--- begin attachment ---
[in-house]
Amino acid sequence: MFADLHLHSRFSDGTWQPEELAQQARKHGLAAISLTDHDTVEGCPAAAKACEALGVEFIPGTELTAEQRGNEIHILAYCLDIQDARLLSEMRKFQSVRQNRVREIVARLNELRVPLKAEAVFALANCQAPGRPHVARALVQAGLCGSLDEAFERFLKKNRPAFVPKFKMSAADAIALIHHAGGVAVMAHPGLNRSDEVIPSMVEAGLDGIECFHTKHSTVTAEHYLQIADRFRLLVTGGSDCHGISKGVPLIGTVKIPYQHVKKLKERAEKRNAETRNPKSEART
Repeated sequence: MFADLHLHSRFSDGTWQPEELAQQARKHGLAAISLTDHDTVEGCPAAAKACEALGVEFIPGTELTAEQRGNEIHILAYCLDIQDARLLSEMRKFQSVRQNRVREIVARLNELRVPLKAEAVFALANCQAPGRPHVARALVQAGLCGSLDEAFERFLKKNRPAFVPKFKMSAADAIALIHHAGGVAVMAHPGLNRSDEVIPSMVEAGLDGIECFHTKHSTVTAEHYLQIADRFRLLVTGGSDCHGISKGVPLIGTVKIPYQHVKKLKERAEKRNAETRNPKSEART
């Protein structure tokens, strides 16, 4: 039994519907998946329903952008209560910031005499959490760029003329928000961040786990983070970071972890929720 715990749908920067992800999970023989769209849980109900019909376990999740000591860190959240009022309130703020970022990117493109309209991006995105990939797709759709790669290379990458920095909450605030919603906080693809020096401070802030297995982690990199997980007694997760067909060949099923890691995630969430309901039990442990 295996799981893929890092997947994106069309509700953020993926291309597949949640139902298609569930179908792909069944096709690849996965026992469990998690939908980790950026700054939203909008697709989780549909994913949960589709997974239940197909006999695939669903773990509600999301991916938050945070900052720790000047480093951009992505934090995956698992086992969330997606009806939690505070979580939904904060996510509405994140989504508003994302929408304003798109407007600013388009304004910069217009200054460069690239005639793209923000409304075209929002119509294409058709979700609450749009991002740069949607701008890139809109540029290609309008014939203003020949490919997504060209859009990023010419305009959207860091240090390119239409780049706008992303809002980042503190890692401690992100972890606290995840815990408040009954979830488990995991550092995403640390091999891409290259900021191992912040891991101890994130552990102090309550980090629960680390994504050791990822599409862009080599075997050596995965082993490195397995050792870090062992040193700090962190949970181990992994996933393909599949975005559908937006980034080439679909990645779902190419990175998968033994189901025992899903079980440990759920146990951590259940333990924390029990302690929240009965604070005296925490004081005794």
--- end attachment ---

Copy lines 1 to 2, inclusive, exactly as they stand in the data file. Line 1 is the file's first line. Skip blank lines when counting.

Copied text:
[in-house]
Amino acid sequence: MFADLHLHSRFSDGTWQPEELAQQARKHGLAAISLTDHDTVEGCPAAAKACEALGVEFIPGTELTAEQRGNEIHILAYCLDIQDARLLSEMRKFQSVRQNRVREIVARLNELRVPLKAEAVFALANCQAPGRPHVARALVQAGLCGSLDEAFERFLKKNRPAFVPKFKMSAADAIALIHHAGGVAVMAHPGLNRSDEVIPSMVEAGLDGIECFHTKHSTVTAEHYLQIADRFRLLVTGGSDCHGISKGVPLIGTVKIPYQHVKKLKERAEKRNAETRNPKSEART